A Bangladeshi Cleaner Who Has Worked At Klang Parade For 27 Years Shares His Story
Earlier this week, a photo story posted on the Facebook page of Humans of Kuala Lumpur has gone viral
The photo story of a Bangladeshi man named Abu Bakar, who has given his 27 years to Malaysia while working as a cleaner at Klang Parade.
It was captured by Ariel Chew when Klang Parade won the Klang's Cleanest Public Toilet (Mall) 2018 award by Majlis Perbandaran Klang (MPK).
The Bangladeshi worker's story, which shows the great personal sacrifices he has made while being away from his family, has touched thousands of Malaysians.
The photo story, which was posted on Friday, 29 March, has so far received 39,000 Reactions with over 12,000 shares
While narrating his journey in the first person, the 70-year-old cleaner explains how he left his homeland 27 years ago, leaving behind his entire family to come to Malaysia so he could make a living for his family back home.
Ever since he came to Malaysia, he hasn't gone back once, he said.
"I left my homeland Bangladesh 27 years ago when my fifth child was just six months old. I haven't returned since. I miss my family and they miss me too. But this is for them.
"All of this is for their future.
"I came to Malaysia because I heard there were plenty of jobs here. Even if it is just doing jobs that no one else wants to do, I'll do it," Abu Bakar told HOKL.
I've been doing it seven days a week, 365 days a year for the past 27 years. I haven't once taken a day of sick leave or even an off day. And I'm still going strong, insha'Allah.
Abu Bakar says that he sends most of his earnings back to his family in Bangladesh as his needs in KL are simple
I wake up, I bathe, I have my breakfast, I go to work, I come back, I talk to my family back home over the phone, I rest and it's the same thing the next day, and the day after that. I have made some good friends here, too.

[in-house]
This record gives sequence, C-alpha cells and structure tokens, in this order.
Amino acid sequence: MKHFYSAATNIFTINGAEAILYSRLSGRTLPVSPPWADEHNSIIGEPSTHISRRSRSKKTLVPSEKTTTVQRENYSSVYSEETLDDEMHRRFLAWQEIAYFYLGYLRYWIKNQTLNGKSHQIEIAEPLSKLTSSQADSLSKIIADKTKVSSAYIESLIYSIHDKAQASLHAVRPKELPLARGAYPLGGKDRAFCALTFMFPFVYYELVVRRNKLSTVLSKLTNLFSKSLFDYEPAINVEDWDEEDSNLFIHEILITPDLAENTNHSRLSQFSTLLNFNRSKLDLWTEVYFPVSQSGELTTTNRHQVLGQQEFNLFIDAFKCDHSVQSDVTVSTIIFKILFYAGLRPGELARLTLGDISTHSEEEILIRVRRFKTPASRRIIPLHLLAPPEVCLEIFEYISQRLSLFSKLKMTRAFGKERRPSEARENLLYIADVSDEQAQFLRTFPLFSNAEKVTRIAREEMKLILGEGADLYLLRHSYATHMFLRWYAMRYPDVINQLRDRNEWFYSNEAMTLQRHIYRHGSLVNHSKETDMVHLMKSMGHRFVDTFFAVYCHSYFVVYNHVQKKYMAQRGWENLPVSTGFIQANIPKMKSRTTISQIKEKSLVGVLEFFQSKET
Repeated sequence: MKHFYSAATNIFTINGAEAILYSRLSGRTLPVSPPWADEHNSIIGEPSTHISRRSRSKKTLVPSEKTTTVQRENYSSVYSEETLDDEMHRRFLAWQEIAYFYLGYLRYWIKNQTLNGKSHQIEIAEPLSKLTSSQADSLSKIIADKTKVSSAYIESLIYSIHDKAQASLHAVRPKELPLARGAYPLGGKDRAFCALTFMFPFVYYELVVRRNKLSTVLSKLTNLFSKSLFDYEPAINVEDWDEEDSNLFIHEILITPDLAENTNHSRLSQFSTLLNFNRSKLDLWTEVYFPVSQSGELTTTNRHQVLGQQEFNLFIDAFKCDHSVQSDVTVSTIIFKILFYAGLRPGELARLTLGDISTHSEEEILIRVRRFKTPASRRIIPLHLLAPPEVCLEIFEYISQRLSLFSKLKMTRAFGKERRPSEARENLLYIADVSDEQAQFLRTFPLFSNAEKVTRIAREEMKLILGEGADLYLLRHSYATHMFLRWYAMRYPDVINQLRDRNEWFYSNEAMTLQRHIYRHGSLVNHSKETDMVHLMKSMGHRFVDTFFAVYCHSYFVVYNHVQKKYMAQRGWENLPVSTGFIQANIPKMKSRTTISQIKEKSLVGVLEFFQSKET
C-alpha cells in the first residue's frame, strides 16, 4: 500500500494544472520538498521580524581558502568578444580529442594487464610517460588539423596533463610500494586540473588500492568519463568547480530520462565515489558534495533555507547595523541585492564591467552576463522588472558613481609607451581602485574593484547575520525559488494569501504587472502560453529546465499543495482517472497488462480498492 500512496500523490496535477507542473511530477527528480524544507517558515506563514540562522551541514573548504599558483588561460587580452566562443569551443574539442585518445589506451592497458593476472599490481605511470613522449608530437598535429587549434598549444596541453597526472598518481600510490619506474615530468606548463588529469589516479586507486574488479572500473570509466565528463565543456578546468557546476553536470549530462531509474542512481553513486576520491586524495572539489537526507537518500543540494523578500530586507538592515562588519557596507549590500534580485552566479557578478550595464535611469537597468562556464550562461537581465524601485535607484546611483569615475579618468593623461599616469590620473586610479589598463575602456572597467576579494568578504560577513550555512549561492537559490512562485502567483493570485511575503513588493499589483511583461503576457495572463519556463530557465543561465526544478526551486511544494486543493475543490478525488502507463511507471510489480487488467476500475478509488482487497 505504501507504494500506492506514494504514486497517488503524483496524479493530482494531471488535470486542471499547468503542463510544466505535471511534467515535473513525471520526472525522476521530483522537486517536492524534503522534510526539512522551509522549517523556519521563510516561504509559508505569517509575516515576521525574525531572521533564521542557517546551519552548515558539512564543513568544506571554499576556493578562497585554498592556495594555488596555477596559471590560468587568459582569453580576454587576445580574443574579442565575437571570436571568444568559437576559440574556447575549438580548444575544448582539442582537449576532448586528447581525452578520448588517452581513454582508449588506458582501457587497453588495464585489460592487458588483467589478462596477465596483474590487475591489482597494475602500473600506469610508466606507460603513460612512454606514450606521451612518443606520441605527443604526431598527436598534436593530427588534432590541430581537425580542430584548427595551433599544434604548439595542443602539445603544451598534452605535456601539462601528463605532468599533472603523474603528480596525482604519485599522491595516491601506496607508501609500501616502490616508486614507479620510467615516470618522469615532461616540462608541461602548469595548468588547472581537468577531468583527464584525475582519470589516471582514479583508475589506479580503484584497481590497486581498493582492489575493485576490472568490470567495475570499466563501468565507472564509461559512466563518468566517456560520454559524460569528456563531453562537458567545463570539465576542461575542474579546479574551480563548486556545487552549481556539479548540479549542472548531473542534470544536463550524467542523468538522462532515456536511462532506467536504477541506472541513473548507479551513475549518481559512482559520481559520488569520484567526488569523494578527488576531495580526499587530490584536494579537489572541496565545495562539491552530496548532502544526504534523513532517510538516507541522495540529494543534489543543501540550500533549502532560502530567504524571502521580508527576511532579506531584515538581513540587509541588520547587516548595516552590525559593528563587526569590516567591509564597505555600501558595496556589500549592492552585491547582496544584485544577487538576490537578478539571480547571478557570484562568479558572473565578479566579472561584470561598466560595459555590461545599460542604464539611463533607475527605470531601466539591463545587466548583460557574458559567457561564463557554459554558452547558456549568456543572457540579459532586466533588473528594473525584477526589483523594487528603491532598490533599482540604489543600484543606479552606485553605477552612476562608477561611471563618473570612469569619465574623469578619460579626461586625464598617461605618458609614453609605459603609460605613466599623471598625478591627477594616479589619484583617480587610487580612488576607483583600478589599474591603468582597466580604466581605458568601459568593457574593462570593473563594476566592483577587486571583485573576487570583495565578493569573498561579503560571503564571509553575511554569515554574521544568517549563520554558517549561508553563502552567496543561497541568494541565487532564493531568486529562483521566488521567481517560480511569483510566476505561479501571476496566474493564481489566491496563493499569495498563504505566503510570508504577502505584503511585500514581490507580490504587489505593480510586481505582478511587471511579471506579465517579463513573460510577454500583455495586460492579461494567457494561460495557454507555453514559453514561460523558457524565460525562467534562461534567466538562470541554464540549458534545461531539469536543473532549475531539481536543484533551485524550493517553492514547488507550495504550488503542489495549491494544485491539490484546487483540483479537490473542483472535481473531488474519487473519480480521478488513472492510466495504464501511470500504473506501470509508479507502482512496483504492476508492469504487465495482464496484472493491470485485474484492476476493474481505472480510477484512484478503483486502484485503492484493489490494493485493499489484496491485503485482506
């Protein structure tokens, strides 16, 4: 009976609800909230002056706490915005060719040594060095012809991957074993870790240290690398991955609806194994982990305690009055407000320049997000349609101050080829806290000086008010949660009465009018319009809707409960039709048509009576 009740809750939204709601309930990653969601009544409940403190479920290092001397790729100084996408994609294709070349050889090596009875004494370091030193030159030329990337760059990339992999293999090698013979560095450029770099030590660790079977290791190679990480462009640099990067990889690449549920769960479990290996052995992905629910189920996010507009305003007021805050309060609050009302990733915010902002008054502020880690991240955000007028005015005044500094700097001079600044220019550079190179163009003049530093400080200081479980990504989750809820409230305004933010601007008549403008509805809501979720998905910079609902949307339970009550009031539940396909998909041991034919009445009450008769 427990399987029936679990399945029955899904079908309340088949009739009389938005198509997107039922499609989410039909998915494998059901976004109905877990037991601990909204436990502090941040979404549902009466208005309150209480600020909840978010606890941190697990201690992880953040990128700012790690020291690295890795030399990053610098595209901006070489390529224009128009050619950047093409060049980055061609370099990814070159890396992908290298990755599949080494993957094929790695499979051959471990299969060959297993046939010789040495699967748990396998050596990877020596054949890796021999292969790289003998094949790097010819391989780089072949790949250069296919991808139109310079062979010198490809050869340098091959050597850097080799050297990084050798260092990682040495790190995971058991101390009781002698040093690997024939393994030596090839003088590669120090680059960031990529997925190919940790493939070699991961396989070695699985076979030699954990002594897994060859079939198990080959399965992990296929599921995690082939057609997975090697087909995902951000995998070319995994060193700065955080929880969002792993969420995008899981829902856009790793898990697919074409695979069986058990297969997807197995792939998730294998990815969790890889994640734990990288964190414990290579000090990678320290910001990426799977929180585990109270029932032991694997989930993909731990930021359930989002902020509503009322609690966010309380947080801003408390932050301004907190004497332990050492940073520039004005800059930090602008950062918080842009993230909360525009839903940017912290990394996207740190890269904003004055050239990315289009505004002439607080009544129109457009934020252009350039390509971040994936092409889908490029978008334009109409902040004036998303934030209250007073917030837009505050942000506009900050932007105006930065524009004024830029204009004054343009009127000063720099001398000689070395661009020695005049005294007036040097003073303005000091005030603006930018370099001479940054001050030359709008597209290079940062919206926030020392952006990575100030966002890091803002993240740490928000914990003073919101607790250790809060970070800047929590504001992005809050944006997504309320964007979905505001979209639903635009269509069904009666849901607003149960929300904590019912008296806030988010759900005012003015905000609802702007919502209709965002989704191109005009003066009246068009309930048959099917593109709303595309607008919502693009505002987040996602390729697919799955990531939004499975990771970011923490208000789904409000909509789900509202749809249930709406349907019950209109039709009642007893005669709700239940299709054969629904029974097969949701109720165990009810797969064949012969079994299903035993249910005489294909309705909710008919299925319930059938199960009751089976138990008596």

Later this year, Abu is finally going back to Bangladesh
"This December I will be going home for good and finally see my family again. It will be the first time I'll see my two grandchildren too. I can hardly wait," he said, adding that he is thankful for what kids have achieved in life back in Bangladesh.
"One of my daughters is now a judge, another is a doctor and my son is an engineer."
The post's comment section is filled with thousands of Malaysians expressing gratitude for Abu Bakar's sacrifices
Among them, one of the most liked comments by a netizen named Mogan Selvakannu highlights the lack of worker's welfare and rights in the country.
"A standard "feel good" story we Malaysians love to consume.
"Yet what's alarming here, in my honest opinion, is the lack of worker's welfare and rights that he deserves but did not receive. I understand that it was and is his choice (or lack of choice) but the fact that he was allowed to work every day for 27 years is slavery.
"27 years of his life he will never get back because of the systems imposed on him.
"Local authorities and his employers have robbed him off his rights to live at least a minimum standard of living. At the end of the day, all we do is thank him for his service through Facebook, to feed our ego or need to "feel good"?" read the comment by Mogan Selvakannu, which at the time of writing has over 1.3k Reactions.